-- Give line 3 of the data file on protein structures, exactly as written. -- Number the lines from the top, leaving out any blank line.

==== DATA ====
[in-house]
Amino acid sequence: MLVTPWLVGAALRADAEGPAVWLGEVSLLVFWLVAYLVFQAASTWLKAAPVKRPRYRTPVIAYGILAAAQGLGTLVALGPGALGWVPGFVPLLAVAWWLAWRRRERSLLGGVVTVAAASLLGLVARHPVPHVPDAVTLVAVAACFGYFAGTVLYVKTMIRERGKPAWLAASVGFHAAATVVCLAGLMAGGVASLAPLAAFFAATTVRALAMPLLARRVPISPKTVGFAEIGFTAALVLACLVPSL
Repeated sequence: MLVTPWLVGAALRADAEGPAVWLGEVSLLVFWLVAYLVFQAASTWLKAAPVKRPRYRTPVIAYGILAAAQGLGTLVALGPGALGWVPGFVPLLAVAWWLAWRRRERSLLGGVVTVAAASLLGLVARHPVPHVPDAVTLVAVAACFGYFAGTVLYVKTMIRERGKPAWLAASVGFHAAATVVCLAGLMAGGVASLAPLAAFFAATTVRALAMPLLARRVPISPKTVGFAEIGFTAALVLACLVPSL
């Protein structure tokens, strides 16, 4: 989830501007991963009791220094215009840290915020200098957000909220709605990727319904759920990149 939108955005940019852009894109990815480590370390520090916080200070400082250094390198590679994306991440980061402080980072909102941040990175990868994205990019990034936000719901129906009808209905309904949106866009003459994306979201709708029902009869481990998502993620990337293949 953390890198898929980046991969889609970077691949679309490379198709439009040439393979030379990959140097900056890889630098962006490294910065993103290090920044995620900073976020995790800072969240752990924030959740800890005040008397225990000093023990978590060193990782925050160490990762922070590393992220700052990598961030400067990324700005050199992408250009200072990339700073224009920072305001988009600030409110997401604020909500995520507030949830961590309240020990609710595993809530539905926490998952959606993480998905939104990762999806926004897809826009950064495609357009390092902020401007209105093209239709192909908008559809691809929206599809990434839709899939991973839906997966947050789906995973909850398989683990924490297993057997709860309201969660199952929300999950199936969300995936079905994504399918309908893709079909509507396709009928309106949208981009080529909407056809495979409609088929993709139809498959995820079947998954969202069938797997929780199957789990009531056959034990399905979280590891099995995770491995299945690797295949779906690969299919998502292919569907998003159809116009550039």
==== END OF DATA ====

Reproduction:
Repeated sequence: MLVTPWLVGAALRADAEGPAVWLGEVSLLVFWLVAYLVFQAASTWLKAAPVKRPRYRTPVIAYGILAAAQGLGTLVALGPGALGWVPGFVPLLAVAWWLAWRRRERSLLGGVVTVAAASLLGLVARHPVPHVPDAVTLVAVAACFGYFAGTVLYVKTMIRERGKPAWLAASVGFHAAATVVCLAGLMAGGVASLAPLAAFFAATTVRALAMPLLARRVPISPKTVGFAEIGFTAALVLACLVPSL